I had a query this week that I am throwing open to everyone: how, if at all, are ginger and turmeric used in Latin America? And were they part of the Columbian Exchange?
I’d guess more part of the Pacific than the Atlantic Exchange.
Ginger grows easily in Mexico, for example. I know because I was self-sufficient in ginger all my years there, planting the rhizomes at intervals in a big pot and waiting until a new crop was ready. You can also buy it fresh in markets and grocery stores. I don’t remember seeing ground ginger. There is no entry for it (or for turmeric) in the first edition of Ricardo Muñoz’s magisterial Diccionario enciclopédico de la gastronomía mexicana.
Iliana de la Vega, the well-known chef at El Naranjo in Austin, Texas and expert on Mexican cuisine, tells me that ginger is used in a number of moles, the most complex of Mexican sauces, in Oaxaca and a particular mole in Querétaro in central Mexico. She also confirmed that it is used for sore throats and to aid digestion.
One excellent Mexican cook in Guanajuato told me his mother used ginger in salsas to provide “otro estilo de picante” (a different kind of piquancy). I always meant to follow up but never did.
Fresh turmeric, like ginger, is available in grocery stores. Iliana de la Vega confirms my impression that in Mexico turmeric is used for coloring (competing with annatto and saffron) and that it is used medicinally. I don’t remember ever seeing dried ground turmeric, nor do I remember recipes mentioning it.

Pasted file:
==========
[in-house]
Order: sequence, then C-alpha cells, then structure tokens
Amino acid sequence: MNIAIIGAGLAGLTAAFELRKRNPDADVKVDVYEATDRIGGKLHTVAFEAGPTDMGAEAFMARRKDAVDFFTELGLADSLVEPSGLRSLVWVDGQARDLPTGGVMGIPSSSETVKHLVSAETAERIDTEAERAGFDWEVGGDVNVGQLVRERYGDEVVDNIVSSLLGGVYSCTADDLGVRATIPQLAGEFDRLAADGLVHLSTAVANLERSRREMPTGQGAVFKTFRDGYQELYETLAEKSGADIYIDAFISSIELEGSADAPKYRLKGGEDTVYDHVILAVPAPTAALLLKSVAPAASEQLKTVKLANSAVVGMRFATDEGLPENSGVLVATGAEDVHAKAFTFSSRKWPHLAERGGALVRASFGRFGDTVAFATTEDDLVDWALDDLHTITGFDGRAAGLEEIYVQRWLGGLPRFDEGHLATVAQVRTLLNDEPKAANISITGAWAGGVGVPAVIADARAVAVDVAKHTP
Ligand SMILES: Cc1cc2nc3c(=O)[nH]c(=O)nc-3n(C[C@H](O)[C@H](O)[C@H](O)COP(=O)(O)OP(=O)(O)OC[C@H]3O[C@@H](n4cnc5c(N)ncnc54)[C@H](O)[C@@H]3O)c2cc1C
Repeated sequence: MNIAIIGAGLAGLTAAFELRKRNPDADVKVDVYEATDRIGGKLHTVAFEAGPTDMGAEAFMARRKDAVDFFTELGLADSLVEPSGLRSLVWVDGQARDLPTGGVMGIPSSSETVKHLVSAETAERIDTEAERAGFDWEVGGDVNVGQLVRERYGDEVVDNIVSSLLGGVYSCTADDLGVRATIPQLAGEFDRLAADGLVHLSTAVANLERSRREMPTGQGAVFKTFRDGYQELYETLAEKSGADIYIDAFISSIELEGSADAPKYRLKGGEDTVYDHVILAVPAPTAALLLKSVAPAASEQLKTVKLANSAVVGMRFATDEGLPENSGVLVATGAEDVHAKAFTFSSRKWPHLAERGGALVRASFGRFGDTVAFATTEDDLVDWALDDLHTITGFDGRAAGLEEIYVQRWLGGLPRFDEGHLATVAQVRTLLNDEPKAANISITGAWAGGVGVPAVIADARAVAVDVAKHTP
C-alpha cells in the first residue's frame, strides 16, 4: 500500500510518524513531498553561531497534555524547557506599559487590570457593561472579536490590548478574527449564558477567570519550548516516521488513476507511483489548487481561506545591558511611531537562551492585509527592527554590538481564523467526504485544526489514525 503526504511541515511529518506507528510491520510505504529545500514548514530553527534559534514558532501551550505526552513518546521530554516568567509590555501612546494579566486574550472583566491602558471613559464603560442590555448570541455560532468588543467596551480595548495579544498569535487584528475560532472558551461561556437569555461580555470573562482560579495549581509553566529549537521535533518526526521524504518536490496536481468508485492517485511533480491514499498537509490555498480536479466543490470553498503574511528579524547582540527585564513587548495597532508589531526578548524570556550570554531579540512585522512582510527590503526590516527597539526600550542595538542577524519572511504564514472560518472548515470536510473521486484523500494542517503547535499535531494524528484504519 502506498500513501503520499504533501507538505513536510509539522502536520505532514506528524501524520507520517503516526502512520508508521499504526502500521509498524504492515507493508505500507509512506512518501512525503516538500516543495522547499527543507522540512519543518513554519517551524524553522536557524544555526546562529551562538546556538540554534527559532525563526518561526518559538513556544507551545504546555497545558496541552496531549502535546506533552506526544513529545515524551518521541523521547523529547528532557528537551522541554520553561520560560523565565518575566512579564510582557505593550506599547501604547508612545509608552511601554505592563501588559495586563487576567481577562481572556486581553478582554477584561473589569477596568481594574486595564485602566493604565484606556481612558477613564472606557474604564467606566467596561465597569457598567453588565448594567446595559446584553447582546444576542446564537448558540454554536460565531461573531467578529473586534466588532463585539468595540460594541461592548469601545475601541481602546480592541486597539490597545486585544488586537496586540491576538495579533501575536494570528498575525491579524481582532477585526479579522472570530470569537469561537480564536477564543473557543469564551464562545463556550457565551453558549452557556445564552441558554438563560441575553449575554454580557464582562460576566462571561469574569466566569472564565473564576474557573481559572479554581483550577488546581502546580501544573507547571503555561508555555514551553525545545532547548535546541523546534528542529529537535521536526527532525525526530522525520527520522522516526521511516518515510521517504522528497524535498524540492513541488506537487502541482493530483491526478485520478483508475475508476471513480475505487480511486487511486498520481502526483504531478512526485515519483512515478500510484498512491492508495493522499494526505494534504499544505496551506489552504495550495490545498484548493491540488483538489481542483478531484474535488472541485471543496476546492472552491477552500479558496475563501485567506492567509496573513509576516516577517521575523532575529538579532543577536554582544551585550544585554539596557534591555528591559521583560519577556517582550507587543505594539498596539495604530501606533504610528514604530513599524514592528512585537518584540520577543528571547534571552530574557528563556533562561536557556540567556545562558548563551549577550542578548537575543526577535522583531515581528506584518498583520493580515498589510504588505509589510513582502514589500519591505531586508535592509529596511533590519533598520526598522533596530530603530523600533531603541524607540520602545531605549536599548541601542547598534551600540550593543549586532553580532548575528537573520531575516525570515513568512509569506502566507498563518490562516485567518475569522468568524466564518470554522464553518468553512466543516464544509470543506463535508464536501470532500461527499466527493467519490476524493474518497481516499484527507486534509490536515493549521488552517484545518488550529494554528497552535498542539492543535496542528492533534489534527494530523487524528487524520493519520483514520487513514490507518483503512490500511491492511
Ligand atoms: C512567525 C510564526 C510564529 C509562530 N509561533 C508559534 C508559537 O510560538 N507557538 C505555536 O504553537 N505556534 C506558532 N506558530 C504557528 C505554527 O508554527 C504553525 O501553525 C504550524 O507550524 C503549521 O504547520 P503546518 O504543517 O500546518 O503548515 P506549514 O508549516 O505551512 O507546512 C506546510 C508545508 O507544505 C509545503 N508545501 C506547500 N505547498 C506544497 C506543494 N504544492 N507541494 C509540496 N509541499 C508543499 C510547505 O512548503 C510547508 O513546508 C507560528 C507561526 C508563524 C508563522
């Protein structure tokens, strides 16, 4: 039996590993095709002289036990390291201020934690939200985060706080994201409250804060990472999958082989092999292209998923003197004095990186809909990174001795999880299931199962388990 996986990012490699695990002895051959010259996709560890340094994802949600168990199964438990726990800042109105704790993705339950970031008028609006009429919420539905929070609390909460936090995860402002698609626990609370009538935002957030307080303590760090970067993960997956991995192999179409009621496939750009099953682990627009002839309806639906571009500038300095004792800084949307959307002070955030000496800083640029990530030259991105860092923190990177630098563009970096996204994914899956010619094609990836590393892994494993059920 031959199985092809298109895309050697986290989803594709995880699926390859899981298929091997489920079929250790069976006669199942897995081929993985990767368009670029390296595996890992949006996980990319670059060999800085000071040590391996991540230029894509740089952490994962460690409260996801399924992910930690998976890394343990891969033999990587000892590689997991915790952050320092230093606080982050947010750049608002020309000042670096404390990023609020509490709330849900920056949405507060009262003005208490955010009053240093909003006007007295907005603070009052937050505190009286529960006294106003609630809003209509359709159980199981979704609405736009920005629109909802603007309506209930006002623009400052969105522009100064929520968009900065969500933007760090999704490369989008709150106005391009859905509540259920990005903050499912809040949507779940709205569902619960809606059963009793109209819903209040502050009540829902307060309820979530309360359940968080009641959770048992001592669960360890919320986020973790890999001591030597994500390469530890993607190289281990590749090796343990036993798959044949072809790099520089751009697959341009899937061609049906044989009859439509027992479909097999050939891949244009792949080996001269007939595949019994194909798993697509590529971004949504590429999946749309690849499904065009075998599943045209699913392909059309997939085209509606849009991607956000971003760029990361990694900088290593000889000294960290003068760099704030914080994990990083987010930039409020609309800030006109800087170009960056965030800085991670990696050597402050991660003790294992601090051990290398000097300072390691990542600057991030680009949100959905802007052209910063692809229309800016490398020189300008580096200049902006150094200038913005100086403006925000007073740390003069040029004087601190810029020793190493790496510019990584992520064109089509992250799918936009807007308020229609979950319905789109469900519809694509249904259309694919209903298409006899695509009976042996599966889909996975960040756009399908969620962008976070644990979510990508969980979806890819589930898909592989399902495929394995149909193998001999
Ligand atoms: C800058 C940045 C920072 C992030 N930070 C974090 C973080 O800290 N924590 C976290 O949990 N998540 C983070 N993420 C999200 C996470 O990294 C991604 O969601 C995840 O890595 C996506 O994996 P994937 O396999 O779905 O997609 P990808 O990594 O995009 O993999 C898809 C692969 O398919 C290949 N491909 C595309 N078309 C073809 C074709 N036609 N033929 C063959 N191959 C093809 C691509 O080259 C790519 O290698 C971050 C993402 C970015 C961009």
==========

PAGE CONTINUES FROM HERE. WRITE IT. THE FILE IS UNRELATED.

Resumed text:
Spices that did make it:
Coriander (only fresh)
Nutmeg (available though not much used, I think)
So, does anyone have any information or questions to add? I will be editing this page as I mull the question over and browse through eighteenth-century facsimile cookbooks.
Tlazoteotl, a blogger living in Italy asks about parsley, thyme, oregano, marjoram, and anise. These I did not consider because they come in the herb rather than the spice category. Certainly they are all to be found in Mexico. Parsley is, I think, used mainly in European-style dishes. I’m not sure about the genealogy of the oregano/marjoram family though I think it is complicated. Anise is very widely used, particularly in baked goods. There are a lot of alternative anisey-tasting plants in Mexico. I think I’ve written about some of them and will try to dig the information up.
By the way, if you are interested in the globalization of Mexican food or if you are living in Europe and want to make Mexican dishes, Tlazoteotl, has a great list of mail order sources in Spain, Italy, Germany, and Austria on the home page.